Paine Edmonds LLP - Blog
SATURDAY, 24 MARCH 2012 War and Motor Vehicle Accidents: Opening Our Eyes To The Invisible Wound of Concussion
By Stephen Lloyd, Partner at Paine Edmonds LLP, Vancouver Personal Injury Lawyer
I read an interesting article written by Jack Gruber in USA Today regarding the War in Afghanistan. The piece stated that official data from US military
suggested that “concussions may be far more common in combat than previously known and may suggest that thousands of these casualties may have been
missed earlier in the Iraq and Afghanistan wars”. Symptoms of concussion often include brief loss of consciousness, clouded thinking, dizziness and
headaches. It is believed that 90% recover from their symptoms and return to combat, although this can take days or weeks. The USA Today story quoted
military officials who admitted that in prior years “[…]we weren’t doing things the right way”. As Commander Earl Frantz wrote in his August
26, 2011 article for the New York Times, “Treatment for Concussion in War Zones”:
The idea of treating warriors for concussion during the acute phase in the war zone is a new concept. During the first nine years of war in Iraq and Afghanistan,
if a service member was not bleeding or visibly broken on the battlefield, he shook off any cobwebs in his head from an attack and returned to the
fight. As the improvised explosive device, or I.E.D., became the enemy’s weapon of choice, an unprecedented number of warriors were returning from
battle with invisible wounds. Concussion, often called mild traumatic brain injury, is now the most common battlefield injury, affecting more than
300,000 service members since 2001.
Of course, I realize that this is war. This is combat. Nevertheless, what shocked me was that the rise in the number of concussions in war was not necessarily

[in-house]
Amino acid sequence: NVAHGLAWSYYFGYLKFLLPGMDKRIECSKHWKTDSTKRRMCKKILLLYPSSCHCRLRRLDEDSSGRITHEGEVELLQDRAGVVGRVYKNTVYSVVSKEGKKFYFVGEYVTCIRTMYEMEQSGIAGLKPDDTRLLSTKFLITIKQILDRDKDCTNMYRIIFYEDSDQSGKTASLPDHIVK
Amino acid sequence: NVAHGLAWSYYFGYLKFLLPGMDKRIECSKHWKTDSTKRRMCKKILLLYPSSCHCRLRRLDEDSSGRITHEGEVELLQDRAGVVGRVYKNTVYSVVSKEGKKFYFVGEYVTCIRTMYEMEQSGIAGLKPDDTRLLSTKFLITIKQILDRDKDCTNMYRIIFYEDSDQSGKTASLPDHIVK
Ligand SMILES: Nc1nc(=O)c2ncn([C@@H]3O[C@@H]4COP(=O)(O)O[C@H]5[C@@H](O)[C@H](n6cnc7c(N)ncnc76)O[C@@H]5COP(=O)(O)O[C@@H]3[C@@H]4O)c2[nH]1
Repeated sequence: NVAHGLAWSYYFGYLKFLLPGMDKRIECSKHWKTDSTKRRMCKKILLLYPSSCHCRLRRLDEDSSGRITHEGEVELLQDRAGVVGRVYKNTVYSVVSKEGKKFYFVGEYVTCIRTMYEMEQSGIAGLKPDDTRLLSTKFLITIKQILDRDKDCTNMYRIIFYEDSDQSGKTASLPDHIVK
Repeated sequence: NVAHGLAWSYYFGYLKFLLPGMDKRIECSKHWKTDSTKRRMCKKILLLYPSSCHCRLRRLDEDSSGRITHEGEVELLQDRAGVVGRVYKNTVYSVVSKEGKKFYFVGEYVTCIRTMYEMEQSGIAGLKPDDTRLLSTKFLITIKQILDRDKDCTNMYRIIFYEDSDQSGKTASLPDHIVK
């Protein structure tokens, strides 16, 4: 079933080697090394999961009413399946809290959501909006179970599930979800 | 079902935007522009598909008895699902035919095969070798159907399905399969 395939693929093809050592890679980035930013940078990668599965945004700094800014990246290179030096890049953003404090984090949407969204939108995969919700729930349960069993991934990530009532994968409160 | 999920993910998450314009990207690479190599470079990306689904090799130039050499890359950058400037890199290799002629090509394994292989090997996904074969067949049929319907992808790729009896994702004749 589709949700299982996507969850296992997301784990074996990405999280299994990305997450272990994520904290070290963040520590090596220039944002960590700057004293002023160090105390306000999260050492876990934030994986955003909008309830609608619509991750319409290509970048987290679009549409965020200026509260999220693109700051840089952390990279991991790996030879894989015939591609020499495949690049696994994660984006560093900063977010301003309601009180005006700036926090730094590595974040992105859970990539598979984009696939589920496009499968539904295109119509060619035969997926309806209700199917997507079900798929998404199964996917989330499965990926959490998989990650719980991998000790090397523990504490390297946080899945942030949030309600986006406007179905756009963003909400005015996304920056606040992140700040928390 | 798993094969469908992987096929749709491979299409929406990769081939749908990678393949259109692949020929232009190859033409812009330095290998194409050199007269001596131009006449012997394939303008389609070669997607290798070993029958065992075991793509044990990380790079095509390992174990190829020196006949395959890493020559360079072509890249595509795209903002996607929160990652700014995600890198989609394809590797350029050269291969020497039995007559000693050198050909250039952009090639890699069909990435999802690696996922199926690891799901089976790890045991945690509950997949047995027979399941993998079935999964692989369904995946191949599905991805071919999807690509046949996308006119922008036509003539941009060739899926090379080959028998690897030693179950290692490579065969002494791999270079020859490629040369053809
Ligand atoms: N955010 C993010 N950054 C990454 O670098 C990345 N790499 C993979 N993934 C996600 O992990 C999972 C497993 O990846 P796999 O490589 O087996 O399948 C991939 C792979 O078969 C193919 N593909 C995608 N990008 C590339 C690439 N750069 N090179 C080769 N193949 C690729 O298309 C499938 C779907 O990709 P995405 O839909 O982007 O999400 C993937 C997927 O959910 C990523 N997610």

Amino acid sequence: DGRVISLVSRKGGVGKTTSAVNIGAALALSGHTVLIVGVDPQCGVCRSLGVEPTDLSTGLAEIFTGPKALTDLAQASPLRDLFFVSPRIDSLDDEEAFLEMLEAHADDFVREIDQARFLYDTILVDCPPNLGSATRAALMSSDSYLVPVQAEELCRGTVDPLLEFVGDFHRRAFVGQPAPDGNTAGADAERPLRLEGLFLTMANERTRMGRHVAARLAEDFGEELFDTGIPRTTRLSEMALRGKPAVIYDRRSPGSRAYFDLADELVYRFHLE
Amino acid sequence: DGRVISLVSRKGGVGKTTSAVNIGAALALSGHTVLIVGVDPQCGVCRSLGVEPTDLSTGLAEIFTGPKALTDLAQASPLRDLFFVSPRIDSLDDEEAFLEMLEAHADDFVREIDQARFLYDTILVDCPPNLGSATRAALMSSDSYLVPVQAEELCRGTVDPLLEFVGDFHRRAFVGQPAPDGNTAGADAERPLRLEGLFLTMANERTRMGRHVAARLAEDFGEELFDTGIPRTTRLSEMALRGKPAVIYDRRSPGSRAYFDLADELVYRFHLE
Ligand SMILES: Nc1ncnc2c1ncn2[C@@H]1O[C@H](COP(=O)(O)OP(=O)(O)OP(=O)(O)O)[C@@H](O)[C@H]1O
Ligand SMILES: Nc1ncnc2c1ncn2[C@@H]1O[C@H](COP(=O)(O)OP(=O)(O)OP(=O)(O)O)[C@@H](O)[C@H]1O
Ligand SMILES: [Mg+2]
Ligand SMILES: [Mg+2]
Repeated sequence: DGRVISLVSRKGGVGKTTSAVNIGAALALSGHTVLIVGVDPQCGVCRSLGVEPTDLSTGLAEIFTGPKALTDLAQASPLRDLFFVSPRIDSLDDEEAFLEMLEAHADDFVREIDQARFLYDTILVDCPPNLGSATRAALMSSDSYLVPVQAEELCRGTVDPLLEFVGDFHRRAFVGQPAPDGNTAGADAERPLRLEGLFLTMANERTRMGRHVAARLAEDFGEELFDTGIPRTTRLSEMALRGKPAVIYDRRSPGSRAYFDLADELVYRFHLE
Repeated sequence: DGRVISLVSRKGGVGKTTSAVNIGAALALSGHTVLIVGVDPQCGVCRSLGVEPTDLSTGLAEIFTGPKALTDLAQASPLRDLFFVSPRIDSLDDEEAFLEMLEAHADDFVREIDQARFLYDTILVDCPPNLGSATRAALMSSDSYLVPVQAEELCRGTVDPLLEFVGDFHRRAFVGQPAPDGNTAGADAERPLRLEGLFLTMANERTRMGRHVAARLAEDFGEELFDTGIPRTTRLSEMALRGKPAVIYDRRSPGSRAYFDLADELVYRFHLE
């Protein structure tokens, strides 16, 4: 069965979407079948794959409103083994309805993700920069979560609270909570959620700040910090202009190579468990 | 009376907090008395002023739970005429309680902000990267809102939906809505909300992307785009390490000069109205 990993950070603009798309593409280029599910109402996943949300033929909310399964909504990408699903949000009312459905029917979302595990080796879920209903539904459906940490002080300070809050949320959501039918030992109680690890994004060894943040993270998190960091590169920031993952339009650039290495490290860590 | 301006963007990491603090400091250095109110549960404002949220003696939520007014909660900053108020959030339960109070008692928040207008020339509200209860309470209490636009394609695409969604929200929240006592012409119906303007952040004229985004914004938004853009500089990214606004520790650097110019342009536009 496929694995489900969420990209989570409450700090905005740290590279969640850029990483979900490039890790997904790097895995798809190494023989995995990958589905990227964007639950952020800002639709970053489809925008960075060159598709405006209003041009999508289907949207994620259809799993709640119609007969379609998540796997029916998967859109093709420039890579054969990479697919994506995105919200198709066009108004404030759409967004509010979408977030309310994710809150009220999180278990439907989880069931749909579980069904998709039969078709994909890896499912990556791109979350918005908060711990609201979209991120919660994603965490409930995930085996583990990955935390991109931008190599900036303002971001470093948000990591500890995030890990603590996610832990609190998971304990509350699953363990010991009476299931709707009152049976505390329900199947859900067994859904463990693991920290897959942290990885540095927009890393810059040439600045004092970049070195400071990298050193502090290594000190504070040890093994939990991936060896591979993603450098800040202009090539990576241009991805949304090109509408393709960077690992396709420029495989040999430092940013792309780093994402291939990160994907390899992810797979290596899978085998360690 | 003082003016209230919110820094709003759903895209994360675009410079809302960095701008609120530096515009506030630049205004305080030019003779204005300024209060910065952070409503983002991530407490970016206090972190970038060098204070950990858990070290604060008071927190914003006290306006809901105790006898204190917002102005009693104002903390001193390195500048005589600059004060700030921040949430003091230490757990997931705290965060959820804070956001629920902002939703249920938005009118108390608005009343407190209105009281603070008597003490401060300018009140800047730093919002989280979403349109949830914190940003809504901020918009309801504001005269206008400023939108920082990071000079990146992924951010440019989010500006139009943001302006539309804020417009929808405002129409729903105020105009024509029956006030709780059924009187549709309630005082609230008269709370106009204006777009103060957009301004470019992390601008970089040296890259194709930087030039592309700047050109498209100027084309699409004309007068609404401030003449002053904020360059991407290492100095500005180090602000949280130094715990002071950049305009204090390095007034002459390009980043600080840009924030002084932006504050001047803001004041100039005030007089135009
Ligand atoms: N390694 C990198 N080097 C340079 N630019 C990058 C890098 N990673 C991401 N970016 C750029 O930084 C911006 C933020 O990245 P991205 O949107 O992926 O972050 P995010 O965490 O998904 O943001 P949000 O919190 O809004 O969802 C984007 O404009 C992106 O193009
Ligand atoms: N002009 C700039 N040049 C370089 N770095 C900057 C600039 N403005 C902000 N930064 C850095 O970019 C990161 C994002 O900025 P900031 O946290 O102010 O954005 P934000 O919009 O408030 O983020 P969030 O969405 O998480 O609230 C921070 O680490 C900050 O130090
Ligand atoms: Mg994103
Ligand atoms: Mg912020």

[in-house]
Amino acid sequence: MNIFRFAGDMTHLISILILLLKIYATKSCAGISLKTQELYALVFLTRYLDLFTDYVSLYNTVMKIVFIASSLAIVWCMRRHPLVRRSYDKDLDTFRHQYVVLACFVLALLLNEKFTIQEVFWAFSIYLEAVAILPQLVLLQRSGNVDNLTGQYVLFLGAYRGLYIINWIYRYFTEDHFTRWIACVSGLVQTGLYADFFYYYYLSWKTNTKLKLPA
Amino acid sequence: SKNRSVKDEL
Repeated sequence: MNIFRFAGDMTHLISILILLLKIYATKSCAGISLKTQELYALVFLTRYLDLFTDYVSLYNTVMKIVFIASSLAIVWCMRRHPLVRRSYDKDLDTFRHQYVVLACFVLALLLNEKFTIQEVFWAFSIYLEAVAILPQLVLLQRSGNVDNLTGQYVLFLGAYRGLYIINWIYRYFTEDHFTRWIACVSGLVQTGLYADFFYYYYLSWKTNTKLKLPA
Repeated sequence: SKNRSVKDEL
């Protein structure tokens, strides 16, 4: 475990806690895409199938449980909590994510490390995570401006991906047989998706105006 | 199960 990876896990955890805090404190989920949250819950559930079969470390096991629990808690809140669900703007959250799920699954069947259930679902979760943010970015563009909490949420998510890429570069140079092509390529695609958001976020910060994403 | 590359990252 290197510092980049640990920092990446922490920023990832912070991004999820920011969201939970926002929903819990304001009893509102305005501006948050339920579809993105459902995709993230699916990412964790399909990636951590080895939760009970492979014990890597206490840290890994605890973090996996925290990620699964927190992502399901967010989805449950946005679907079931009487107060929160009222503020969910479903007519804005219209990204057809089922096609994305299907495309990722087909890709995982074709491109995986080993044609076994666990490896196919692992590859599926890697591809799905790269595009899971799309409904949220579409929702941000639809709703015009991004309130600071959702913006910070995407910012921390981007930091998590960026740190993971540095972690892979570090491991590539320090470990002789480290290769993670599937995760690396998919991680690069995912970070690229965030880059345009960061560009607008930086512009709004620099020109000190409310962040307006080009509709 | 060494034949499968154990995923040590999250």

due to being directly struck on the head by an enemy combatant, or shrapnel, or a bullet, or…anything. It appears that many of the concussions
were arising from simply being within the vicinity of some kind of blast. Any blast. As such, under a new policy implemented in July 2010, troops caught
within 165 feet of a blast (about half the length of a football field) had to be pulled from the battlefield for at least 24 hours to be monitored
for the signs and symptoms of concussion. The result of the new policy: the number of diagnosed concussions skyrocketed.
So what does this have to do with motor vehicle accidents?
Over the last dozen years practicing as a plaintiff’s personal injury lawyer in Vancouver, British Columbia, time and time again I have interviewed clients
who, when questioned carefully, reveal that although they have no overt signs of trauma to the head (bumps, bruises, cuts, etc.), they do have the
symptoms of this somewhat invisible injury: concussion or mild traumatic brain injury.
The clues are often quite subtle. The client recalls the sound of screeching tires, and the next thing you know, the other driver is at their window asking,
“Are you OK?”. They vaguely recall being hit but are not sure how their car got pulled over to the side of the road. After the accident they felt confused
and “out of it”. They had an immediate headache, felt dizzy and thought they might throw-up. And after they get home it gets even more strange: food
tastes funny or smells bad, the lights are way too bright, the wallet gets deposited in the fridge, they forget once-familiar phone numbers, keys go
missing, and everything and everyone is incredibly irritating. And of course, most ordinary people would never identify these odd things with suffering
a concussion. This is especially so when the person involved in the car accident either did not hit their head, can’t recall hitting his or her head,
or “only hitting the back of my head on the headrest”. Consequently, these people simply do not discuss these things with their doctor…or anyone
for that matter. They try to “shake off the cobwebs” and carry on.
Now, I am not trying to say that being in a car accident is tantamount to being in combat. Quite frankly, that would be offensive to those who have been
through the horrors of war. I have some sense of that because my grandfather fought in the Second World War, and I had the great privilege of talking
to him extensively about his experiences. However, perhaps we can benefit from some of the hard lessons learned from the experiences of these brave
men and women, and apply them, at least to some degree, to our everyday experiences as ordinary people…ordinary people who sometimes get into
car accidents and experience concussions. At least we can say that, in part, because of these tragedies, concussion is becoming less invisible to ourselves
and consequently, to the family doctors who rely on our own self-report as much as they rely on any physical examination. After all, you can’t treat
what you can’t recognize in the first place.